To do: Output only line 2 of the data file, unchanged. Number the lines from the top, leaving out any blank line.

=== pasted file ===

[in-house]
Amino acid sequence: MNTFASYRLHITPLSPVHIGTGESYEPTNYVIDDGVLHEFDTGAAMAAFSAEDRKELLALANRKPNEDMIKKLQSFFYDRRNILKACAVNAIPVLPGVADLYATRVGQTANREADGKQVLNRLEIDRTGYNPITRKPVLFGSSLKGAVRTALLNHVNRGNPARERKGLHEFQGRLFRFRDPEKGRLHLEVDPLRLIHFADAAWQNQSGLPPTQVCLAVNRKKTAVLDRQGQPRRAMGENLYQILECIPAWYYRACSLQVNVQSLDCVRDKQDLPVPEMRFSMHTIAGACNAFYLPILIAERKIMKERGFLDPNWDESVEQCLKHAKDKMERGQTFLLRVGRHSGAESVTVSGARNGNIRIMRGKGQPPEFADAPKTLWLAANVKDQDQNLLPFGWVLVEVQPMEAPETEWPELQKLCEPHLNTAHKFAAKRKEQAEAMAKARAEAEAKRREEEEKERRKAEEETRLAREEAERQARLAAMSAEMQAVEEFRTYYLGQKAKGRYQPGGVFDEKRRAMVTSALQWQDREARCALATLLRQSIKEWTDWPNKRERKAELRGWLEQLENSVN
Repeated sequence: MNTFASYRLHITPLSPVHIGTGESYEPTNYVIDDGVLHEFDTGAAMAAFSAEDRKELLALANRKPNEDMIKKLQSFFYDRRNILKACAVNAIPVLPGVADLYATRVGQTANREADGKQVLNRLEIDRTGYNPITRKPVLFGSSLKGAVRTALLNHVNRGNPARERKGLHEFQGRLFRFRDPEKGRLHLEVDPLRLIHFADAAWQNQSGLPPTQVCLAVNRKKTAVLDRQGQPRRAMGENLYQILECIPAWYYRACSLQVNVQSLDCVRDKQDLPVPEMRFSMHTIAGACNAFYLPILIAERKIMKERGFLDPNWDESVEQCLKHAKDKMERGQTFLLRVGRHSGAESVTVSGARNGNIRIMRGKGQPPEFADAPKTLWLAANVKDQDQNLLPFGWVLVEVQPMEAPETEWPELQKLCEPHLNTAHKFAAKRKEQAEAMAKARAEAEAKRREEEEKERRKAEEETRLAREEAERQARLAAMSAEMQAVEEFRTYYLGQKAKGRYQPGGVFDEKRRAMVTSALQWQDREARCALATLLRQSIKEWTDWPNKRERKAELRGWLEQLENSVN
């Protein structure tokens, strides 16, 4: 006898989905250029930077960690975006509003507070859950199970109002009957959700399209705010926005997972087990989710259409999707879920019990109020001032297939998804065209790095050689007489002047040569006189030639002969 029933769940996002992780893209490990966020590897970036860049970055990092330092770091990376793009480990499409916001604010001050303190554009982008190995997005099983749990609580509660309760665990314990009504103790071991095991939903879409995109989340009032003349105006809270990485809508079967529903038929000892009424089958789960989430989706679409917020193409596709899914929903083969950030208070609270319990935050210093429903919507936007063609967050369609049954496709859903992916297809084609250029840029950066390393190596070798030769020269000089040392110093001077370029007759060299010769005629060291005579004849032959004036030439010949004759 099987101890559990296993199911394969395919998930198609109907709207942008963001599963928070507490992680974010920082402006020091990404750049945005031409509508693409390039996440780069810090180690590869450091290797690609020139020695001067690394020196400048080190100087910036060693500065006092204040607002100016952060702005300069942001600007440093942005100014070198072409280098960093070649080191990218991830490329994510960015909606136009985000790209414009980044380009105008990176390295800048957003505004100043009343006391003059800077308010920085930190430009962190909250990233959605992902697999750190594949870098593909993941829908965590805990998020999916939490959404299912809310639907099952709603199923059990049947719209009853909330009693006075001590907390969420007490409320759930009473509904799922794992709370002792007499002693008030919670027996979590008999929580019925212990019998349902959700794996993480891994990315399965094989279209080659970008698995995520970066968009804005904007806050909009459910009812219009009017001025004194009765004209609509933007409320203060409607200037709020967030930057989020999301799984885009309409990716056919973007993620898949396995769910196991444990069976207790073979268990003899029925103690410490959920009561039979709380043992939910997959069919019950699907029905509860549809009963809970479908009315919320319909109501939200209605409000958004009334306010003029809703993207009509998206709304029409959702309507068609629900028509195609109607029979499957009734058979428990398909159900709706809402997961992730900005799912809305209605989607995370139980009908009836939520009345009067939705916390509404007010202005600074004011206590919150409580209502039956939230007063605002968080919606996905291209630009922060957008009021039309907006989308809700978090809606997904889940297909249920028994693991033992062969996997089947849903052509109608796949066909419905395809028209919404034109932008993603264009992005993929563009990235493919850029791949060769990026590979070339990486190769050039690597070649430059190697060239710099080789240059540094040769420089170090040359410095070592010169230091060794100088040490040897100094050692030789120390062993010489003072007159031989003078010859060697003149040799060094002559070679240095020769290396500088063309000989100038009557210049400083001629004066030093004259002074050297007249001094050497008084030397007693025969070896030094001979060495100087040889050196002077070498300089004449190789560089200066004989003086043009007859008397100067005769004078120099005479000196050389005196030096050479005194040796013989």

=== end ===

Amino acid sequence: MNTFASYRLHITPLSPVHIGTGESYEPTNYVIDDGVLHEFDTGAAMAAFSAEDRKELLALANRKPNEDMIKKLQSFFYDRRNILKACAVNAIPVLPGVADLYATRVGQTANREADGKQVLNRLEIDRTGYNPITRKPVLFGSSLKGAVRTALLNHVNRGNPARERKGLHEFQGRLFRFRDPEKGRLHLEVDPLRLIHFADAAWQNQSGLPPTQVCLAVNRKKTAVLDRQGQPRRAMGENLYQILECIPAWYYRACSLQVNVQSLDCVRDKQDLPVPEMRFSMHTIAGACNAFYLPILIAERKIMKERGFLDPNWDESVEQCLKHAKDKMERGQTFLLRVGRHSGAESVTVSGARNGNIRIMRGKGQPPEFADAPKTLWLAANVKDQDQNLLPFGWVLVEVQPMEAPETEWPELQKLCEPHLNTAHKFAAKRKEQAEAMAKARAEAEAKRREEEEKERRKAEEETRLAREEAERQARLAAMSAEMQAVEEFRTYYLGQKAKGRYQPGGVFDEKRRAMVTSALQWQDREARCALATLLRQSIKEWTDWPNKRERKAELRGWLEQLENSVN